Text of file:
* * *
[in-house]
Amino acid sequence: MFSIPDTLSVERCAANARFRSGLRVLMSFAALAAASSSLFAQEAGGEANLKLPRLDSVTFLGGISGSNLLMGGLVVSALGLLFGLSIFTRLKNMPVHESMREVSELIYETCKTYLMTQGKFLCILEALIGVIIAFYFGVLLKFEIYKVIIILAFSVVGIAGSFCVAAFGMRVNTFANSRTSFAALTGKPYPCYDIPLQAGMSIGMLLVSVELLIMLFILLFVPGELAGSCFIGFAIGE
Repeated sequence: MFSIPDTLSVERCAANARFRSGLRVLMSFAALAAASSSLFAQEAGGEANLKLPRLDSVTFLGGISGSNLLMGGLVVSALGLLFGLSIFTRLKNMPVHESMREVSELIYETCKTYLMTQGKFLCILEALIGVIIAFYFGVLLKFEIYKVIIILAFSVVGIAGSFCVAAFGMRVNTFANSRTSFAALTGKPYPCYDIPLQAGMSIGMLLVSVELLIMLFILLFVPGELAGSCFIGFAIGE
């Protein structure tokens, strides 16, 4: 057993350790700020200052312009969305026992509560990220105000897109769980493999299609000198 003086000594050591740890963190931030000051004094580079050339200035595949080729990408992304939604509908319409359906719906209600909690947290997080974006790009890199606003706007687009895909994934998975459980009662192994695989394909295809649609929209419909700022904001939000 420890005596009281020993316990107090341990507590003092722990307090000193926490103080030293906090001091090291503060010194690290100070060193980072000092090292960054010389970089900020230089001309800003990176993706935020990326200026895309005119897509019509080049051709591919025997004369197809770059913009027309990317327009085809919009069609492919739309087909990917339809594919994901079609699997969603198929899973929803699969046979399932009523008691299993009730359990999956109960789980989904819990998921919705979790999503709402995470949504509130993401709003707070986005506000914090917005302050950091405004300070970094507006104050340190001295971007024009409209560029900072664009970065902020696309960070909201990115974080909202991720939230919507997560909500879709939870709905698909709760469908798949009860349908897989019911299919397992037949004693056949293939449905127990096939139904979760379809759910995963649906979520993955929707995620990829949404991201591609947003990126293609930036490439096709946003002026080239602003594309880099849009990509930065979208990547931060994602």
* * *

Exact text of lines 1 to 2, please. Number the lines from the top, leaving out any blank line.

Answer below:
[in-house]
Amino acid sequence: MFSIPDTLSVERCAANARFRSGLRVLMSFAALAAASSSLFAQEAGGEANLKLPRLDSVTFLGGISGSNLLMGGLVVSALGLLFGLSIFTRLKNMPVHESMREVSELIYETCKTYLMTQGKFLCILEALIGVIIAFYFGVLLKFEIYKVIIILAFSVVGIAGSFCVAAFGMRVNTFANSRTSFAALTGKPYPCYDIPLQAGMSIGMLLVSVELLIMLFILLFVPGELAGSCFIGFAIGE